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Football: Wyandanch players kneel for anthem at Mercy

It was the knees that were taken during the national anthem that overshadowed the ones taken by Bishop McGann-Mercy quarterback Ryan Razzano to end the game.

Rather than stand, some members of the Wyandanch football team chose to take knees on their sideline while the national anthem played before Saturday’s Suffolk County Division IV game at Harold T. Murray Memorial Field in Riverhead. Mercy won its homecoming game, 16-0, on a day when it celebrated its 50th anniversary of varsity football with several members of the original Mercy team taking part in the coin toss and a halftime ceremony.

Tony Bossone, a member of the chain gang crew whose son Anthony plays for Mercy, took exception to what he saw from some Wyandanch players during the national anthem.

“When we all stood and took our hats off, they kneeled, like four or five of them,” he said. “I think it’s disrespectful, especially in someone else’s stadium, someone else’s house.”

Wyandanch coach Dwight Singleton, who is also the school’s athletic director, yelled at his players to stand up for the national anthem. Some complied, others didn’t.

All the Mercy players stood.

It may be the first time such a demonstration has been seen in a Suffolk high school sporting event since the kneeling controversy erupted with professional baseball and football players kneeling in protest during national anthems, causing a national debate.

After the game, Singleton told the Riverhead News-Review that it was the first time some of his players had kneeled down for the national anthem, but he didn’t read much into those actions. “There’s no hard-line position,” he said. “I just think it’s kids being kids.”

Singleton suggested those players may simply be imitating what they see some of their favorite pro athletes doing.

Singleton said he preferred that his players stand. “I made it clear the same liberties that protect our freedom of speech are the same liberties that people have made sacrifices” for, he said. “That’s my personal view.”


Mercy coach Jeff Doroski said he didn’t notice the Wyandanch players kneeling. “I concentrate on my guys and I don’t have any opinion really on what happens with another team,” he said. “That’s another program. I’m concerned about my guys, and we stand and are respectful for the anthem. We try to keep politics out of high school sports and I concentrate on my guys and what we’re doing here.”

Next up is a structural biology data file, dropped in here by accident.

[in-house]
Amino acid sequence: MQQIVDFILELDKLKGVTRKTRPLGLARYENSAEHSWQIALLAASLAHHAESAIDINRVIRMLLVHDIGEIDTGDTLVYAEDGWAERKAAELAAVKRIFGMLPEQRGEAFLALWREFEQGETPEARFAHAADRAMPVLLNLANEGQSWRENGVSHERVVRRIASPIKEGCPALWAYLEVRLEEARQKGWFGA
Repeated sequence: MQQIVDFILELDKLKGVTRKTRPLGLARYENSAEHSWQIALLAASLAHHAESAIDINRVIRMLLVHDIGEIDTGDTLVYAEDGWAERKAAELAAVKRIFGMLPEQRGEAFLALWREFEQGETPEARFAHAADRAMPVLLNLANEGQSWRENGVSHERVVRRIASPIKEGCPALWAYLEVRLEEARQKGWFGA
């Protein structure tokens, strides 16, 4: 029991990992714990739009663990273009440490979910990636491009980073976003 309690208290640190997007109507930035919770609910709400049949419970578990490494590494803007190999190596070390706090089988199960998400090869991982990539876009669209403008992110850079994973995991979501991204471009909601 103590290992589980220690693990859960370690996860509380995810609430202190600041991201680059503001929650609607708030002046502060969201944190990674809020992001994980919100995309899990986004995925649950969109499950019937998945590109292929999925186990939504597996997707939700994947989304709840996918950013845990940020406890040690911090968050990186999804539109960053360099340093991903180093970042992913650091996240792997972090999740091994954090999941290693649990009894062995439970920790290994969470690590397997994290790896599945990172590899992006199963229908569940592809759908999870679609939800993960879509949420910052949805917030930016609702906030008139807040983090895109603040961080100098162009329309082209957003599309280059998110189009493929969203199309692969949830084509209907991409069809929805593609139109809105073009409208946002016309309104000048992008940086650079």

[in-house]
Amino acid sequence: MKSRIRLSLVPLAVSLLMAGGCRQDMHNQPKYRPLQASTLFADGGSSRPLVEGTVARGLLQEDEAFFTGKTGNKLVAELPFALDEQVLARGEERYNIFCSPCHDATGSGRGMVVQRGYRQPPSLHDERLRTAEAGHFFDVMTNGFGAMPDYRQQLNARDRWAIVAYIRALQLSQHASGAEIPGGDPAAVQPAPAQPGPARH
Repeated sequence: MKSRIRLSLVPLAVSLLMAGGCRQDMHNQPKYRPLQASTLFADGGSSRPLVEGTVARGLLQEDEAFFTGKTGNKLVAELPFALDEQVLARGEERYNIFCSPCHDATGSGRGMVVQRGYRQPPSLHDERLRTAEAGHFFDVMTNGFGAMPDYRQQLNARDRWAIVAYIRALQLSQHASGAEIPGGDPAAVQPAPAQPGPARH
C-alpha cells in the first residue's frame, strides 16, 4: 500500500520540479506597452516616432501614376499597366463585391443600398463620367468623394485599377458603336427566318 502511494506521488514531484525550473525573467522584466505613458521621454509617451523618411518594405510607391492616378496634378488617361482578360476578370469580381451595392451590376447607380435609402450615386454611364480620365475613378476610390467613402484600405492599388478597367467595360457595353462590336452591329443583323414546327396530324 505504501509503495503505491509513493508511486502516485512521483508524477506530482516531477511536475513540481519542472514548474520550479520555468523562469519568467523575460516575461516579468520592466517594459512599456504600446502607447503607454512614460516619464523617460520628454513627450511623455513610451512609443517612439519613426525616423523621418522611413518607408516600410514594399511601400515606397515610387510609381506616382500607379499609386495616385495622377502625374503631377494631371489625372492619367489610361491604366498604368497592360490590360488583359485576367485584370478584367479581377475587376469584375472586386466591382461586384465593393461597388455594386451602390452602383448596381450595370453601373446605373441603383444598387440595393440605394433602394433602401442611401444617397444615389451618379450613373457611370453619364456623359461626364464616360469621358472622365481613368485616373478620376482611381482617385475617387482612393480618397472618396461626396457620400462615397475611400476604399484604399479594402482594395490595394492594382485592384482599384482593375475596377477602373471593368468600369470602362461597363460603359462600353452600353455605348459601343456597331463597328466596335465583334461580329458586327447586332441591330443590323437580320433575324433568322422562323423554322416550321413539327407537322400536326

The actions of the Wyandanch players came after a recent directive from the Diocese of Rockville Centre reminding its three high schools, including Mercy, of its policy that all student-athletes and spectators are expected to stand for the national anthem at all school events.

After the game, Mercy athletic director Melissa Edwards was asked for her reaction to what she saw. “I’m not commenting on the other team,” she said. “I will comment on our guys. Our guys all stood up. You know, that’s what they’re expected to do, and they did the right thing.”

Asked if he was surprised to see a national issue that pro sports has been wrestling with seep down to the high school level, Doroski answered: “Nothing surprises me in this day and age. There’s a lot of things with the media. All these kids are around technology all the time, they see a lot of things, so obviously there’s an influence that comes from some of that.”

Singleton said he had never discussed the issue with his players and wouldn’t press the matter. “You just never know how these things have a trickling affect,” he said. “I can’t really make an example with the NFL players because they’re grown men. I think our young men are trying to find some meaning to it and I’m sure their meanings are different … I want our young people to be engaged in a way that they can be civil, they can be their own person, and we encourage that.”

Tony Bossone said he was a bit taken aback by what he saw, but he has seen 8-year-olds doing the same thing on TV. “You see it in the news, throughout the country kids are doing it, so I guess it’s not that big of a surprise,” he said. “It’s disappointing, but not that big of a surprise.”

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Photo caption: Wyandanch players take a breather during a timeout in Saturday’s game at Bishop McGann-Mercy Diocesan High School. Some Wyandanch players kneeled down during the playing of the national anthem. (Credit: Bob Liepa)

Editor’s Note: This post was updated at 10 p.m.